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In the world of education, Professor John Hattie is sometimes a polarising figure. His key work is meta-research, researching the research. In effect, he collates the results of thousands of studies involving millions of students in the search for the techniques and approaches to learning that have the biggest impact.

In a recent keynote address, Hattie noted the following approaches, in order of impact, with each one having close to double the effect of a normal year’s worth of learning.

  1. Teachers and students working together to evaluate their impact– collaboration with a purpose drives the effectiveness of students and teachers alike. It provides the feedback mechanism that allows changes that bring about higher performance across time.
  2. All having high expectations– together, students and their teachers lift the bar.
  3. All moving towards explicit success criteria– when we see what success looks like, when it is modelled and clear to see, if becomes much easier for us to replicate it.
  4. Using the goldilocks principle of challenge– getting it just right, learning that is too hard or too easy can be equally debilitating. This is one of the key challenges and joys of differentiation in learning.
  5. Where trust exists and errors are welcomed as an opportunity to learn– it has been said that to do something well, first you have to do it badly, but this is only true in a climate where it is safe to make mistakes, and where reflection allows for learning.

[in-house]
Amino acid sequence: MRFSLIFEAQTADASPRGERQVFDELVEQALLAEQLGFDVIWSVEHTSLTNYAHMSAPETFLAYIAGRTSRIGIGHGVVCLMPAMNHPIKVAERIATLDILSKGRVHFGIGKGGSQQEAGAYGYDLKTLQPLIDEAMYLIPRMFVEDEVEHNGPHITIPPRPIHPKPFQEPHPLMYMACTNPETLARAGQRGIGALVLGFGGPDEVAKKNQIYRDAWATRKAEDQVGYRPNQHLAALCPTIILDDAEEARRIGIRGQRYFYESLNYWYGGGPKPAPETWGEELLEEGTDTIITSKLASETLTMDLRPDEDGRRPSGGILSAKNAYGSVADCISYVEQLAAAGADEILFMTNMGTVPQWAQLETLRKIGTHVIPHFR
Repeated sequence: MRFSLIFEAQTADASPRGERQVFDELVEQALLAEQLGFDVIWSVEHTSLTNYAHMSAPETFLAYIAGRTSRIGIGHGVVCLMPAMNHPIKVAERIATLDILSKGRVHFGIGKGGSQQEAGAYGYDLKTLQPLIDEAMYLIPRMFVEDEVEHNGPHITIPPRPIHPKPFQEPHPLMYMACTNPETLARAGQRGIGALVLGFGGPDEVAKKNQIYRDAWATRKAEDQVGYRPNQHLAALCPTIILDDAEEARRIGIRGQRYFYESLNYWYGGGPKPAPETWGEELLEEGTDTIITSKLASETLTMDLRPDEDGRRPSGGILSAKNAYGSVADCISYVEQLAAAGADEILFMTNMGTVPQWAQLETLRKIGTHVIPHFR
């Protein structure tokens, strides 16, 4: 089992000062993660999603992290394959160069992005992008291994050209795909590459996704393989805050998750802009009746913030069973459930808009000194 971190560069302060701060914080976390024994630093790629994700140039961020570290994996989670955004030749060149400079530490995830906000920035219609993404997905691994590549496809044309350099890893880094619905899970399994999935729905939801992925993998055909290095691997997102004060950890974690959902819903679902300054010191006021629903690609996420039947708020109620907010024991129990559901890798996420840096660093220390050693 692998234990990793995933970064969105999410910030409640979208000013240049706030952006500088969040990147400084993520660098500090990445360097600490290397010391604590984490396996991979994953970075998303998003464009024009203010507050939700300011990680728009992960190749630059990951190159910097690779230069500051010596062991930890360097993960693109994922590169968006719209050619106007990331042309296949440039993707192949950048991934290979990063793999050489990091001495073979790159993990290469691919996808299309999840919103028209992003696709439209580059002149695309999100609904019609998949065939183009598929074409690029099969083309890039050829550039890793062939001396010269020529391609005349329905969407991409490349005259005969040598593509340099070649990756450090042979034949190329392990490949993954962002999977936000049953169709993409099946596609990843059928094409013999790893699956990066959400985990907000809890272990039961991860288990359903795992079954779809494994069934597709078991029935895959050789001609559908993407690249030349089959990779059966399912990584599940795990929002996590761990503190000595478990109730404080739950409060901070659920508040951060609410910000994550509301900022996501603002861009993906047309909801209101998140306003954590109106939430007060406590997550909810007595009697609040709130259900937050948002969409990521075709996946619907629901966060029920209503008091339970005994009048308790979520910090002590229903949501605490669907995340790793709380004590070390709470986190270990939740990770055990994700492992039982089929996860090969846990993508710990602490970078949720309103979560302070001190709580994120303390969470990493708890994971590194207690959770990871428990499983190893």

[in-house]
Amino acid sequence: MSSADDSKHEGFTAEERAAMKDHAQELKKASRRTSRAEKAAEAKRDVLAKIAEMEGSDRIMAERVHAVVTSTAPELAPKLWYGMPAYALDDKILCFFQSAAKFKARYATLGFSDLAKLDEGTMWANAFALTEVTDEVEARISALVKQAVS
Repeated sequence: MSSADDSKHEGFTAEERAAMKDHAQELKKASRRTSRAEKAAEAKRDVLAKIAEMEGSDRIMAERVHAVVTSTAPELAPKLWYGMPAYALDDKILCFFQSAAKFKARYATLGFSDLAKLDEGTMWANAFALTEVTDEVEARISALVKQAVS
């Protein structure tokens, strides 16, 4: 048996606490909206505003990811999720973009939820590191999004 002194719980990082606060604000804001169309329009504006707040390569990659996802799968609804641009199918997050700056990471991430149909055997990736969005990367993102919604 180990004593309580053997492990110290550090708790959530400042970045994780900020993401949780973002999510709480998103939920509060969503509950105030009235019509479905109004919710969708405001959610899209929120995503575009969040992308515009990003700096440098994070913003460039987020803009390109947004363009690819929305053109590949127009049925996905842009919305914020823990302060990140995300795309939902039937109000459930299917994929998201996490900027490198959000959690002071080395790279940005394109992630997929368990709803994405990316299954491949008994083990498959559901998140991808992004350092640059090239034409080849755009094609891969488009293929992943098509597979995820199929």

6. Maximising feedback to teachers about their impact– great teachers don’t just give feedback, they seek it. Learning in the classroom is a two way street, for students and teachers alike.
  7. A focus on learning with the right relationship between surface and deep learning– this is one of the key skills of gifted teachers, the ability to know what matters most and to also provide contextual understanding.

In many ways, the approaches above come as no surprise. The one key twist is that learning is as much a focus for the teacher as for the student. And this is our challenge as staff at NBCS. We must continually seek feedback and understand ourselves as learners. There is powerful progress to be made when staff and students learn together. This approach encapsulates the connectedness that Parker J Palmer puts so well:

Good teachers possess a capacity for connectedness. They are able to weave a complex web of connections among themselves, their subjects and their students so that students can learn to weave a world for themselves.

Tim Watson